Shock Value

Often times over the years Earl or I will be very upset with ourselves about our interaction with Bryan. It is hard to forgive yourself when you have not had patience with your child, let alone your child with a disability. Sometimes we can blow it off, other times if it has been going on for a long time or gets particularly ugly we just can’t shake our own feelings of guilt or shame. One time in particular, from about 2 years ago,  always stays with me. Bryan was behaving very badly and Earl and Bryan got into it. After they were done “interacting” Earl came into our bedroom where I was watching tv. It was late afternoon/early evening. He felt so bad and just sat on the bed, wiped out. We always try to support each other through these times since we really can empathize with each other. We do not judge; it would be both unfair and counterproductive. A few minutes into our talk, hugs, etc. Bryan came into our room and climbed into bed with us. No matter how bad it gets, eventually Bryan will be remorseful. Sometimes this is quick but other times it can take hours or what seems like hours for him to reel himself in. Anyway, he climbed into bed with us and put his head down and said “it’s all my fault.”  Earl and I looked at each other and then hugged him and kissed him and cried and told him nothing was his fault. I have never ever gotten over that moment. How aware is he of what he has going on? It levels you when these things reveal themselves.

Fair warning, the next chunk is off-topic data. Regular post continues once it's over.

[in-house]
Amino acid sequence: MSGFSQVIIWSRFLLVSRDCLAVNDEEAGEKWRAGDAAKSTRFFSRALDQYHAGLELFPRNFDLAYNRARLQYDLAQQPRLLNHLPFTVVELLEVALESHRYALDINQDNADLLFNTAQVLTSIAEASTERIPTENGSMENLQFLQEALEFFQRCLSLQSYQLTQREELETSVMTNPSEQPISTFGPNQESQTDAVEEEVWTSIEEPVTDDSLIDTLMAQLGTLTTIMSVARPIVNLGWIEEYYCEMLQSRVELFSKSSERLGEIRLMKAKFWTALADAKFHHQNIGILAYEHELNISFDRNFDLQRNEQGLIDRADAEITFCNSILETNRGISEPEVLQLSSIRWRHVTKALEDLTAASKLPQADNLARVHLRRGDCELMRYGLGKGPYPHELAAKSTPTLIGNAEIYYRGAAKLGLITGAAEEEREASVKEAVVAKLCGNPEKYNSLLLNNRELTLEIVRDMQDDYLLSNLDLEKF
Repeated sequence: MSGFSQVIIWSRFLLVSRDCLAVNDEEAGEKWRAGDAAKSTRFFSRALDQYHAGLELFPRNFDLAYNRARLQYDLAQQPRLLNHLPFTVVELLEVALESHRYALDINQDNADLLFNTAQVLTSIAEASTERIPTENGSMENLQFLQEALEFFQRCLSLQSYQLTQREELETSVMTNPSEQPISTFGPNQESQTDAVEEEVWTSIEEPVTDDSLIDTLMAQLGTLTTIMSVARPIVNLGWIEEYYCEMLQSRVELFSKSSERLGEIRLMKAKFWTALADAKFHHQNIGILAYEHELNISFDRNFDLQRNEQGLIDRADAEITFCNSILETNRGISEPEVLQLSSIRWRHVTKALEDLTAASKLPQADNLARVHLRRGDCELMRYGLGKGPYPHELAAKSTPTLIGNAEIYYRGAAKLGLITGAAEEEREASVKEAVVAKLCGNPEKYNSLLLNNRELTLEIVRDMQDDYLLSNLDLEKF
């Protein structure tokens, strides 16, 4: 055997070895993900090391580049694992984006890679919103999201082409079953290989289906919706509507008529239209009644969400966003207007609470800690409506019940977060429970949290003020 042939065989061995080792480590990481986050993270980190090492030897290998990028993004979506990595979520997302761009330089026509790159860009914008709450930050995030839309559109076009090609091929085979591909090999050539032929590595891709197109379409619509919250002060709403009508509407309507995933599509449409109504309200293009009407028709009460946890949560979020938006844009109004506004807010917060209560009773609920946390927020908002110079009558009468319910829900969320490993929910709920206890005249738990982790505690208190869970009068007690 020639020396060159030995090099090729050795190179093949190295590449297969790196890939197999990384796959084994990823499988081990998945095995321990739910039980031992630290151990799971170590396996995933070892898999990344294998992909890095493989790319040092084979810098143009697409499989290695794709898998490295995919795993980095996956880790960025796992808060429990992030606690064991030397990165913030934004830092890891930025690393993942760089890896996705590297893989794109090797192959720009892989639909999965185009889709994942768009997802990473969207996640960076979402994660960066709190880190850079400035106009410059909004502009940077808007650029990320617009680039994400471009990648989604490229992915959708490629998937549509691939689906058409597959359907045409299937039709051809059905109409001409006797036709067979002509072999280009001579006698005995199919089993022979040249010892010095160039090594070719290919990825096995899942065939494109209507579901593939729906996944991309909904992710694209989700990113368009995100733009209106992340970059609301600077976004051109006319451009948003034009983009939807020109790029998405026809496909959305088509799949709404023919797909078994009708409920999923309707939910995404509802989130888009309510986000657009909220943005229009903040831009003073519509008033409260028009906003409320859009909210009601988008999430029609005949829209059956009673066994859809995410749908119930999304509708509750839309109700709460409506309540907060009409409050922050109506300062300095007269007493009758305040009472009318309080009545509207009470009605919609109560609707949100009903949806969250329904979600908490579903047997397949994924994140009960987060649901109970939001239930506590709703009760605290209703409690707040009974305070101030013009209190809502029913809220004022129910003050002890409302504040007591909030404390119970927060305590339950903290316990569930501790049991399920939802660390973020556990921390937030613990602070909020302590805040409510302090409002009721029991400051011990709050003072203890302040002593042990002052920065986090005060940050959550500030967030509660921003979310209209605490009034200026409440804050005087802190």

Yesterday the boys got their first marking period report cards. Jason called me at work to tell me he made the Honor Roll. Awesome!! Bryan has speech on Thursday nights so I pick the boys up and our ritual is to go to Wendy’s and drive home. On the way home, Bryan is up front with me and Jason was in the back. Bryan was complaining of a headache and put the seat down to lie back. Bryan is almost never quiet. He really cannot stop repeating things; he is aware of it and tries but at times cannot quiet himself down. So at this point I had no idea that Bryan got his report card too. Duh Jane, same County, should’ve realized but I had not been home yet. On the ride I said to Jason how proud I was of him for making honor roll and running for VP, blah blah blah. Bryan said, “Are you proud of me?? With proper emphasis I might add. Oh my God. I almost went off of the road. This is huge!!! He gets it, he said it, he knows, he feels….Honestly, these are the moments we live for. I couldn’t wait to get home to tell Earl. I know when I tell him he will feel what I feel.  I of course reassured Bryan that I was truly proud of him too and his report card was great too. Transition to Middle School went off wtihout a hitch. The slow motion that is raising a child with autism just moved forward.

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